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NEXTGEN delivers digital alternative through creative agency acquisition

NEXTGEN delivers digital alternative through creative agency acquisition

Marketing takes centre stage as need for partner differentiation heightens.

John Walters (NEXTGEN) and Martin Mason (Bang)

John Walters (NEXTGEN) and Martin Mason (Bang)

NEXTGEN has acquired Sydney-based digital creative agency Bang Australia, as the distributor expands its marketing capabilities across the wider channel in Australia and New Zealand (A/NZ).

Based in Surry Hills, the agency - launched in 2001 - specialises in building digital marketing strategies within the technology sector, backed up by a core team of designers, developers, writers and producers.

Since striking a partnership in mid-2014, the acquisition represents a natural progression of the NEXTGEN Create brand, set-up to offer marketing services to the channel.

Specifically, terms of the acquisition will see the company - and a team of 16 staff - come under the NEXTGEN Group banner, while continuing to operate as a standalone agency with the Bang name.

“Bang is open for business for the IT channel,” NEXTGEN Group CEO John Walters told ARN. “It’s been a long-time coming. We dipped our toe in the water and realised that the market was warm to us having a real presence around marketing and strategic services.

"NEXTGEN has always been about helping its channel partners and vendors stay relevant and remain ahead in a fast changing IT environment. Bang is a serious and well-respected strategic marketing player, and this partnership is the next stage in that journey, adding scope and depth to our current digital marketing service, NEXTGEN Create."

With the distribution arm of the organisation set to pay a monthly fee to procure Bang’s resources and expertise, Walters said the separate nature of both businesses allows NEXTGEN to expand into other areas of the channel, outside of its traditional remit.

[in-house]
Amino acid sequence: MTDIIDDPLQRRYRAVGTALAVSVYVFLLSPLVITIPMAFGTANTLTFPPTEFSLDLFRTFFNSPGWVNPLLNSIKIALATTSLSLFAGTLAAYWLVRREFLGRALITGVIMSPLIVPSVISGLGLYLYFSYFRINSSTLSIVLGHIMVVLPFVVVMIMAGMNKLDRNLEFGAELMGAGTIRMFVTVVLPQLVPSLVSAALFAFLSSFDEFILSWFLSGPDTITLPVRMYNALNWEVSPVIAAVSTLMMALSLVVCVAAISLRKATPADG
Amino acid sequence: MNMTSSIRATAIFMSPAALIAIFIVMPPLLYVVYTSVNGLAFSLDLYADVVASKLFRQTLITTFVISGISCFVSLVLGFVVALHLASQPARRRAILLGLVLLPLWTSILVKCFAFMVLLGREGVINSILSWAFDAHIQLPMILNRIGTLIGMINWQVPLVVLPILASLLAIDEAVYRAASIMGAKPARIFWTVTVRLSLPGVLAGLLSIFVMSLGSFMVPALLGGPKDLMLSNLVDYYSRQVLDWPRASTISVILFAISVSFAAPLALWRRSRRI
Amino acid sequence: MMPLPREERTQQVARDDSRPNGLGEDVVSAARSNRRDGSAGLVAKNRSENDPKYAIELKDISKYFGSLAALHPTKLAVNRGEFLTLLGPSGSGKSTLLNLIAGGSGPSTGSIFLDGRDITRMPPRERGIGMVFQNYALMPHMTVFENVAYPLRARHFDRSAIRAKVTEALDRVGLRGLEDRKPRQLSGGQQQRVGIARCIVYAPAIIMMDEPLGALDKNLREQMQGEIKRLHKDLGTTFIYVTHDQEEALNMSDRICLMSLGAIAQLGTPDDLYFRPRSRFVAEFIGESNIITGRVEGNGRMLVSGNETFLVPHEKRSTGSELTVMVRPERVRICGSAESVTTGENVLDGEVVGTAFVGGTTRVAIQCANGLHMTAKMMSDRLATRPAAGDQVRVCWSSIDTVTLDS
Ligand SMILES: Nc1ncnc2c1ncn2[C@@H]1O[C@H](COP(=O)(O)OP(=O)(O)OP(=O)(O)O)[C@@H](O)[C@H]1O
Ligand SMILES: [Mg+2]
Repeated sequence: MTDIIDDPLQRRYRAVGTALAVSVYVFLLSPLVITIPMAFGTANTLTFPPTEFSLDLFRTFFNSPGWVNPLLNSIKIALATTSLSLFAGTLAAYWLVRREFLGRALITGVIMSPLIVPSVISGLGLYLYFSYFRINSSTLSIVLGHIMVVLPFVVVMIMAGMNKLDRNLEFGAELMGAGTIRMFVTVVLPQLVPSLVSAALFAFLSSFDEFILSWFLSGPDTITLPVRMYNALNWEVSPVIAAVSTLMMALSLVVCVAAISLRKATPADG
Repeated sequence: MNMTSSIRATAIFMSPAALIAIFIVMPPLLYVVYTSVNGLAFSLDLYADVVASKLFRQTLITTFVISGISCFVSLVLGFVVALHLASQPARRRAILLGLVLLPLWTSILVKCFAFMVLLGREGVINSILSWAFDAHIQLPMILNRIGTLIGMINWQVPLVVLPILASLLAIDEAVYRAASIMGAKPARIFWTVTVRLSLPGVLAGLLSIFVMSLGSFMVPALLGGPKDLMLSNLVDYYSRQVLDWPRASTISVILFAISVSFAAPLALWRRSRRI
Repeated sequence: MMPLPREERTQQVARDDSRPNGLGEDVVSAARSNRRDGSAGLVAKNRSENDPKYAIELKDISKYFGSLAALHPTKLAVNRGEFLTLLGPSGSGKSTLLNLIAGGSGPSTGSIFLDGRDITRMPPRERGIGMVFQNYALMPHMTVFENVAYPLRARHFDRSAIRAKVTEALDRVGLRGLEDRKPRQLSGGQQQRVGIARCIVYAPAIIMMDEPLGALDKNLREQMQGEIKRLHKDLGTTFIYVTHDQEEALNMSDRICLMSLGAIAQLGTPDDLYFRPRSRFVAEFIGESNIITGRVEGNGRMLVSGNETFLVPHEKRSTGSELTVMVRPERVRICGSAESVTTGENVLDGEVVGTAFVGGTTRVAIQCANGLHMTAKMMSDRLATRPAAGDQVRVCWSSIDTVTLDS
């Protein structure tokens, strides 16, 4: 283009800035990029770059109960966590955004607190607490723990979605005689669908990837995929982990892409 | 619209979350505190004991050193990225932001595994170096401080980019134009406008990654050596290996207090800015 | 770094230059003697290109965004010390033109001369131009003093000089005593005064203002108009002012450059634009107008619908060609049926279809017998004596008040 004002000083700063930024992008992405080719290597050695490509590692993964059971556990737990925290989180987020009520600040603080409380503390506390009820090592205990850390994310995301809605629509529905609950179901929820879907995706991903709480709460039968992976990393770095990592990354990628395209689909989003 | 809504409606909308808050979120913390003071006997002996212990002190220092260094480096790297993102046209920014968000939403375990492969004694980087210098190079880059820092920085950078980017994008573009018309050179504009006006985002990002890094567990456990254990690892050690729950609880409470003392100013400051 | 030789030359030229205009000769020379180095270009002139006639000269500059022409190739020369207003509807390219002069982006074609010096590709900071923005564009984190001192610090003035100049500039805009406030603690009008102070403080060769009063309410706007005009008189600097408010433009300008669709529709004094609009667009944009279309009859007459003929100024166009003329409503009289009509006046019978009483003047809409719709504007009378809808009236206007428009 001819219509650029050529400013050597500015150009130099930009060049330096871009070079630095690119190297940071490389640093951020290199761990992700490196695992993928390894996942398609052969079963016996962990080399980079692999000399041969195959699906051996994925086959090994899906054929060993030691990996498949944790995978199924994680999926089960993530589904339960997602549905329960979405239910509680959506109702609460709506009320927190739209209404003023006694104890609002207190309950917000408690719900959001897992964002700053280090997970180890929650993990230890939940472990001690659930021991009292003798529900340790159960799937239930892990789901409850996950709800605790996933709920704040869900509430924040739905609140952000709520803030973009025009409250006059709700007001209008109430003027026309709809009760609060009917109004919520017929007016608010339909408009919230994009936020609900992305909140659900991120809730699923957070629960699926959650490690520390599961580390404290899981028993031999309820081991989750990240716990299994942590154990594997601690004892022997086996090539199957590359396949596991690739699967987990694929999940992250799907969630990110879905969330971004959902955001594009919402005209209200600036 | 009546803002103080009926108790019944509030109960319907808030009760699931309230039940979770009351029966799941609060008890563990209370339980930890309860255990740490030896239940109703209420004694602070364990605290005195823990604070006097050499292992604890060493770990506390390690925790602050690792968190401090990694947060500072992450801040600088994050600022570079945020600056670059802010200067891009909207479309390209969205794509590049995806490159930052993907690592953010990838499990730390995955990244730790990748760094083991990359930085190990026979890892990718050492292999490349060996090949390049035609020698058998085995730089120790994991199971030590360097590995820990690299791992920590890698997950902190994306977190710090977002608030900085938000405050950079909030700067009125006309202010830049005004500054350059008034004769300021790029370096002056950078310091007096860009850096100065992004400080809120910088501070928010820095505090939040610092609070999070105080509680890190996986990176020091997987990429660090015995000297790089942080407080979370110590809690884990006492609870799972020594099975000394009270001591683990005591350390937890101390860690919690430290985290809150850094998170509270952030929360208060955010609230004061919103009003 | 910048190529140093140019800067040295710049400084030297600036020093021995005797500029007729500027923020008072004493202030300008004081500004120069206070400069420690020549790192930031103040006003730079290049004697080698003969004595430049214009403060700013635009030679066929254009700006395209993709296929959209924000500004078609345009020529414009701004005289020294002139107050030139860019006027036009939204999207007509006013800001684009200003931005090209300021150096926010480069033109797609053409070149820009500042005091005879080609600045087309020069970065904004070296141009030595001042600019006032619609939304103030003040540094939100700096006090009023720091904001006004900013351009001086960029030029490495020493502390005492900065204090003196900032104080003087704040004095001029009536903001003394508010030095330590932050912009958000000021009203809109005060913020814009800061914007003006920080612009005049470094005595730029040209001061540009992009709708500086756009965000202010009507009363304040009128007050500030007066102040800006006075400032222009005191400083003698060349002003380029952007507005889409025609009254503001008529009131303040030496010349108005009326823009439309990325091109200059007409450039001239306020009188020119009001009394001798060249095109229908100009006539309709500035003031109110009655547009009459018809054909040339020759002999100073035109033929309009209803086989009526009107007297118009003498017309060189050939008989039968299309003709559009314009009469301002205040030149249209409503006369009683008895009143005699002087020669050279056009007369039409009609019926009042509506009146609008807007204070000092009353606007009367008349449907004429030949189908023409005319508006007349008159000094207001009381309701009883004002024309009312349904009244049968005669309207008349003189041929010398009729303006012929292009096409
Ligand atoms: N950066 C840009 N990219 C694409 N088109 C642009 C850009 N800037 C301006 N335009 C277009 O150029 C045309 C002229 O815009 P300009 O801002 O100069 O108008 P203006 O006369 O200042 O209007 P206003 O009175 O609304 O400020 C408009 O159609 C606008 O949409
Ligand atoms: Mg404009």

“There must be a differentiation in the market between our marketing and distribution businesses,” Walters explained. “There’s a lot of vendors and partners that currently deal with Bang but don’t deal with our distribution business, so it’s important to have that distinction.

“We believe it is important to have a marketing agency that is both independent and branded independently. Bang is an agency that is deeply rooted within IT, as opposed to an agency that simply dabbles in the market.”

Currently, 70 per cent of Bang’s business comes through the technology sector, with the agency counting Brennan IT, X Central, Dimension Data, Datacom, Data#3 and Fujitsu as customers.

In addition, the agency has delivered marketing and branding services to the wider IT channel ecosystem, as well as for Fortune 500 customers such as Cisco, Microsoft and IBM.

“We have been working with NEXTGEN for more than three years as we saw there was an opportunity to further develop our vision of delivering digital lifecycle marketing programs to partners," Bang managing director Martin Mason told ARN. "Becoming an integrated part of the group enables us to provide a more sophisticated set of solutions that embrace marketing through to sales.”

Despite a heavy technology focus however, the business also operates within the financial services space, as well as key customers ranging from city councils to not-for-profits, and everything in-between.

“We take marketing back to basics,” Mason added. "There is no value in carrying out a demand-generation campaign to drive customers to your website if you can’t clearly articulate the benefits of your organisation.

“We hear a lot of businesses say they are a Gold Partner of vendor X with over 20 years of experience, but the customer doesn’t care.”

Tapping into a problematic area for partners, Mason runs an agency that focuses on helping businesses create brands within the market, as opposed to scattered campaigns that deliver little long-term value.

“We have a lifecycle program which allows us to develop the core value proposition of a partner,” Mason explained. “That could be designing the website and developing content, and we provide this via a subscription-based service.

“Vendors are trying to shift the way partners work from products to subscription-based services, so we believe we should provide marketing services in the same way.”